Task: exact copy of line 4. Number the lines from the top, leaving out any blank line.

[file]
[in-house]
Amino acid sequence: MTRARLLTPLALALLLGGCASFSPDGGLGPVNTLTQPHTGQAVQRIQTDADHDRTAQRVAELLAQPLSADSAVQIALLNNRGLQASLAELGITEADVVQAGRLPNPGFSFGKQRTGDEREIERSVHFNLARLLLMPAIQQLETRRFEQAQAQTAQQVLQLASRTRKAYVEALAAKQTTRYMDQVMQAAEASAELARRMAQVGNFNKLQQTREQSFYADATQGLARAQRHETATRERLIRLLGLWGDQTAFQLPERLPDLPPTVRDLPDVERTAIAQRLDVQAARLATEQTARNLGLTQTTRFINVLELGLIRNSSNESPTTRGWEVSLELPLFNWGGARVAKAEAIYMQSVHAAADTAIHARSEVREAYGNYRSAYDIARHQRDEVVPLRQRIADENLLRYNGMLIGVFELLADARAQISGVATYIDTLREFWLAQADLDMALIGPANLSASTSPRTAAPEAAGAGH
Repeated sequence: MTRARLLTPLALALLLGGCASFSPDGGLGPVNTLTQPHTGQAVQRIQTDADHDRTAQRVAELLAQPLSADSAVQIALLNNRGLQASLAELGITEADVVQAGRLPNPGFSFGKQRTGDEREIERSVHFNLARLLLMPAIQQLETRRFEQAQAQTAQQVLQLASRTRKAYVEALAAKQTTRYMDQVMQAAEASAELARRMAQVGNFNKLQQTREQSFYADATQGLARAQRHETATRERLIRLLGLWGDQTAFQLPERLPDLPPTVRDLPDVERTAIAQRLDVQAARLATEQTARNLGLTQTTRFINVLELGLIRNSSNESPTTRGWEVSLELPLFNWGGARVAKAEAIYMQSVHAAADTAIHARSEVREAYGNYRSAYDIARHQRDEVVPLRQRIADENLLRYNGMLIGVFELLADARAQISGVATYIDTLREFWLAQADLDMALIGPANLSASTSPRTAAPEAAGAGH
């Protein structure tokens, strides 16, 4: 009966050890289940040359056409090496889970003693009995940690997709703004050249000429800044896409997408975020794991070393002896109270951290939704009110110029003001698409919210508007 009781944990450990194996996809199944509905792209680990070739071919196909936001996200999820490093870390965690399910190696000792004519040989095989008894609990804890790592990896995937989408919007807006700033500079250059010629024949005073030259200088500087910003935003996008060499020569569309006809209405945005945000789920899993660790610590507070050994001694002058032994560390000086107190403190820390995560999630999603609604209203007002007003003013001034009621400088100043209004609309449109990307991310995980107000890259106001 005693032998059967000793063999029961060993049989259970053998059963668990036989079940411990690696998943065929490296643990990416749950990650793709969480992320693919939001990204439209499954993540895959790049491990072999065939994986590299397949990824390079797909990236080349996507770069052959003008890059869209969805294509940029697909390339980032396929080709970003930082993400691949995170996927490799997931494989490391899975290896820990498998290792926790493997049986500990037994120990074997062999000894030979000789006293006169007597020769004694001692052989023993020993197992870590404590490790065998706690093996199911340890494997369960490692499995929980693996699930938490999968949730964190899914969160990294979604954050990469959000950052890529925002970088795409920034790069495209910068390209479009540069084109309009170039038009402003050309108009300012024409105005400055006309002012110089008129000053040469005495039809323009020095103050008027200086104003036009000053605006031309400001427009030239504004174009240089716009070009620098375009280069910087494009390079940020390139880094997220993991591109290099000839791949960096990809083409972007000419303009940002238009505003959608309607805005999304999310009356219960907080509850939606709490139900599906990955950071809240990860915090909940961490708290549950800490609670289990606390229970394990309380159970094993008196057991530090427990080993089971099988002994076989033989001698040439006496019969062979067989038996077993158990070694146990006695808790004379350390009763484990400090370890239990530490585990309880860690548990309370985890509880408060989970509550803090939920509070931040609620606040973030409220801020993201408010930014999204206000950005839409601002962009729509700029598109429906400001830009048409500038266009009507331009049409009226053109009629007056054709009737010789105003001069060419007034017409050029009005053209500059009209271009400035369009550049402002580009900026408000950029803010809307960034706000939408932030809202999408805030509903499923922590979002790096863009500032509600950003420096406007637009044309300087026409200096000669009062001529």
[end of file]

């Protein structure tokens, strides 16, 4: 009966050890289940040359056409090496889970003693009995940690997709703004050249000429800044896409997408975020794991070393002896109270951290939704009110110029003001698409919210508007 009781944990450990194996996809199944509905792209680990070739071919196909936001996200999820490093870390965690399910190696000792004519040989095989008894609990804890790592990896995937989408919007807006700033500079250059010629024949005073030259200088500087910003935003996008060499020569569309006809209405945005945000789920899993660790610590507070050994001694002058032994560390000086107190403190820390995560999630999603609604209203007002007003003013001034009621400088100043209004609309449109990307991310995980107000890259106001 005693032998059967000793063999029961060993049989259970053998059963668990036989079940411990690696998943065929490296643990990416749950990650793709969480992320693919939001990204439209499954993540895959790049491990072999065939994986590299397949990824390079797909990236080349996507770069052959003008890059869209969805294509940029697909390339980032396929080709970003930082993400691949995170996927490799997931494989490391899975290896820990498998290792926790493997049986500990037994120990074997062999000894030979000789006293006169007597020769004694001692052989023993020993197992870590404590490790065998706690093996199911340890494997369960490692499995929980693996699930938490999968949730964190899914969160990294979604954050990469959000950052890529925002970088795409920034790069495209910068390209479009540069084109309009170039038009402003050309108009300012024409105005400055006309002012110089008129000053040469005495039809323009020095103050008027200086104003036009000053605006031309400001427009030239504004174009240089716009070009620098375009280069910087494009390079940020390139880094997220993991591109290099000839791949960096990809083409972007000419303009940002238009505003959608309607805005999304999310009356219960907080509850939606709490139900599906990955950071809240990860915090909940961490708290549950800490609670289990606390229970394990309380159970094993008196057991530090427990080993089971099988002994076989033989001698040439006496019969062979067989038996077993158990070694146990006695808790004379350390009763484990400090370890239990530490585990309880860690548990309370985890509880408060989970509550803090939920509070931040609620606040973030409220801020993201408010930014999204206000950005839409601002962009729509700029598109429906400001830009048409500038266009009507331009049409009226053109009629007056054709009737010789105003001069060419007034017409050029009005053209500059009209271009400035369009550049402002580009900026408000950029803010809307960034706000939408932030809202999408805030509903499923922590979002790096863009500032509600950003420096406007637009044309300087026409200096000669009062001529």